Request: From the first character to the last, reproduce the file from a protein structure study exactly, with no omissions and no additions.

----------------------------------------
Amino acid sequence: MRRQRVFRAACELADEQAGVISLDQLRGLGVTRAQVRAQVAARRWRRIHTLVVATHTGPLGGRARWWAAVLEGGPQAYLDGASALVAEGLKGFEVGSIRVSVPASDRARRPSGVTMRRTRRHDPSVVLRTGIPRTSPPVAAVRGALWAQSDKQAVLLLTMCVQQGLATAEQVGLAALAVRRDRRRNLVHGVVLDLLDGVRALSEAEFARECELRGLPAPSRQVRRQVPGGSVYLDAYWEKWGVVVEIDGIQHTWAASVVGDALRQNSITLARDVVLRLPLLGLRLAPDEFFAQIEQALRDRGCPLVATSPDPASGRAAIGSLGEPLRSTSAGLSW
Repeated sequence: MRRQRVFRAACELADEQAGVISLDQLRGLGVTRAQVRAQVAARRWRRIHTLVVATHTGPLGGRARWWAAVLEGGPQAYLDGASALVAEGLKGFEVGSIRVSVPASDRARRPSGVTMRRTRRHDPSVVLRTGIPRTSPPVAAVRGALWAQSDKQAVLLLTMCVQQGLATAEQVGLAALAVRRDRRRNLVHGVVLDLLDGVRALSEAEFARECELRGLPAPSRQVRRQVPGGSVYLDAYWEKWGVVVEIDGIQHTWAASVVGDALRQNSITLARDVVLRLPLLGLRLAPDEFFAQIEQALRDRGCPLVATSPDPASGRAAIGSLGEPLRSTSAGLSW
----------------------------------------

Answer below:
Amino acid sequence: MRRQRVFRAACELADEQAGVISLDQLRGLGVTRAQVRAQVAARRWRRIHTLVVATHTGPLGGRARWWAAVLEGGPQAYLDGASALVAEGLKGFEVGSIRVSVPASDRARRPSGVTMRRTRRHDPSVVLRTGIPRTSPPVAAVRGALWAQSDKQAVLLLTMCVQQGLATAEQVGLAALAVRRDRRRNLVHGVVLDLLDGVRALSEAEFARECELRGLPAPSRQVRRQVPGGSVYLDAYWEKWGVVVEIDGIQHTWAASVVGDALRQNSITLARDVVLRLPLLGLRLAPDEFFAQIEQALRDRGCPLVATSPDPASGRAAIGSLGEPLRSTSAGLSW
Repeated sequence: MRRQRVFRAACELADEQAGVISLDQLRGLGVTRAQVRAQVAARRWRRIHTLVVATHTGPLGGRARWWAAVLEGGPQAYLDGASALVAEGLKGFEVGSIRVSVPASDRARRPSGVTMRRTRRHDPSVVLRTGIPRTSPPVAAVRGALWAQSDKQAVLLLTMCVQQGLATAEQVGLAALAVRRDRRRNLVHGVVLDLLDGVRALSEAEFARECELRGLPAPSRQVRRQVPGGSVYLDAYWEKWGVVVEIDGIQHTWAASVVGDALRQNSITLARDVVLRLPLLGLRLAPDEFFAQIEQALRDRGCPLVATSPDPASGRAAIGSLGEPLRSTSAGLSW